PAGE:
Every year on the third Thursday of November, smokers from all over the USA take part in the American Cancer Society’s Great American Smokeout.
On this day, smokers make a plan to quit, or have planned in advance to quit smoking on this day. Even if they only quit for this one day, people who smoke take a giant step towards a healthier life and reducing the risk of cancer.
There are 36.5 million Americans who still smoke.[i] The American Cancer Society (ACS) maintains that tobacco use remains the single largest preventable cause of disease and premature death in the world. 85-90% of all lung cancer cases are related to smoking, and lung cancer accounts for more than one out of three cancer deaths.[ii]
While cigarette smoking rates have dropped by more than 40% since the 1960s, cigar, pipe and hookah smoking is on the rise.[iii] Smoking kills people and there is NO “safe” way to smoke tobacco.
More than just a day, the Smokeout is an actual event with ACS-sponsored tools and resources to help smokers refrain during work, at home, and during their leisure time. Some of these resources include tips for making a plan to quit, phone and web-based support, quitting apps (which show you how much money you are saving), fighting against withdrawal and staying smoke-free after you quit.
Quitting is a process. Like most processes, there is trial and error.
As most of us know already, trying to quit smoking successfully is very difficult, but not impossible. Many people try to quit smoking numerous times. The ACS believes that, “Rather than looking at a slip back to smoking as a failure, it should be considered an opportunity to learn more from experience and be better prepared to quit the next time.”[iv]
There are several different methods – and combinations of methods – to quit smoking, and there is no perfect way. Discover what method works for you.
- The ACS has reported (and research has demonstrated) that using medications – both over-the-counter and prescription – can increase your chances for success. Since the nicotine in cigarettes is highly addictive, medications can be effective at helping you cut your dependence gradually over time so that ultimately quitting for life is attainable.
- Combine counseling with medication because these methods together improve your likelihood for quitting even more than just using medication. Good options include one-on-one counseling with a doctor, nurse practitioner, pharmacist or other health care providers; telephone quit lines; and support groups.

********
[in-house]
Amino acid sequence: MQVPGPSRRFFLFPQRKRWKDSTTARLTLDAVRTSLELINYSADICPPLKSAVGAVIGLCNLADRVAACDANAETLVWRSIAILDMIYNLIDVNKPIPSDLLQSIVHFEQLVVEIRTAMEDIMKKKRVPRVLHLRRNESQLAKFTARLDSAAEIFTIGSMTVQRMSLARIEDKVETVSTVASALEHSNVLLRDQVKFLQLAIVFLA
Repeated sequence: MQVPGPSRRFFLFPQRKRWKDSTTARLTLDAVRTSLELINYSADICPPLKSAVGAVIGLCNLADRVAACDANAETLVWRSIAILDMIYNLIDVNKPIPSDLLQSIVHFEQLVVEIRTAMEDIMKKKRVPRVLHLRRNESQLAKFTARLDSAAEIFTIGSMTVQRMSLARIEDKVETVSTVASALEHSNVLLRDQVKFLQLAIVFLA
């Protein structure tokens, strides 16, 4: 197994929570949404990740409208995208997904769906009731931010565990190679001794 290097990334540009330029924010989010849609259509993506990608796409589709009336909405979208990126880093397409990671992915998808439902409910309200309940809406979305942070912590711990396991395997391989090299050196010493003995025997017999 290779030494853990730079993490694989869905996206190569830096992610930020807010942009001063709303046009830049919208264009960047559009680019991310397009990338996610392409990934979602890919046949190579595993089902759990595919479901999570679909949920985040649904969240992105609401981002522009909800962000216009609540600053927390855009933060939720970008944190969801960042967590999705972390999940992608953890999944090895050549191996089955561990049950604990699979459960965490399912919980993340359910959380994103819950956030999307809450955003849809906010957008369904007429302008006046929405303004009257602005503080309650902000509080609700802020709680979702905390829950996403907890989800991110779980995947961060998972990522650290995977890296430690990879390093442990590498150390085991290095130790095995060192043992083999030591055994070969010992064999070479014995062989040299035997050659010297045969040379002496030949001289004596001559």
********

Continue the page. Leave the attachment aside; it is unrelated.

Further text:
- Recruiting additional support from family, friends and co-workers can also increase your odds of quitting. Be sure to tell them about your plans to quit and spend quality time with non-smokers and ex-smokers who are willing to support your campaign. TIP: The ACS has a Do's and Don’ts for helping a smoker quit that you can share with those in your support network.
- Going "cold turkey," or trying to stop smoking all it once, is still an option but it’s best to make a plan to prepare for withdrawing from nicotine. A gradual plan in which you smoke fewer cigarettes each day can help diminish nicotine withdrawal symptoms and make it easier for many people to quit.
When you make the decision to stop smoking, use that change to kick start a new lifestyle, with new hobbies and activities to occupy your time. Spend more time with non-smokers and ex-smokers to avoid situations in which it is more tempting to light up. Make a plan, share it with the people who care about it most, and treat the plan like a "bucket list challenge" that leads to a healthier, more enjoyable lifestyle.
This November 16th, we invite all of you to do your part to promote healthy, tobacco-free living for yourselves and the people you love by joining in the Great American Smokeout!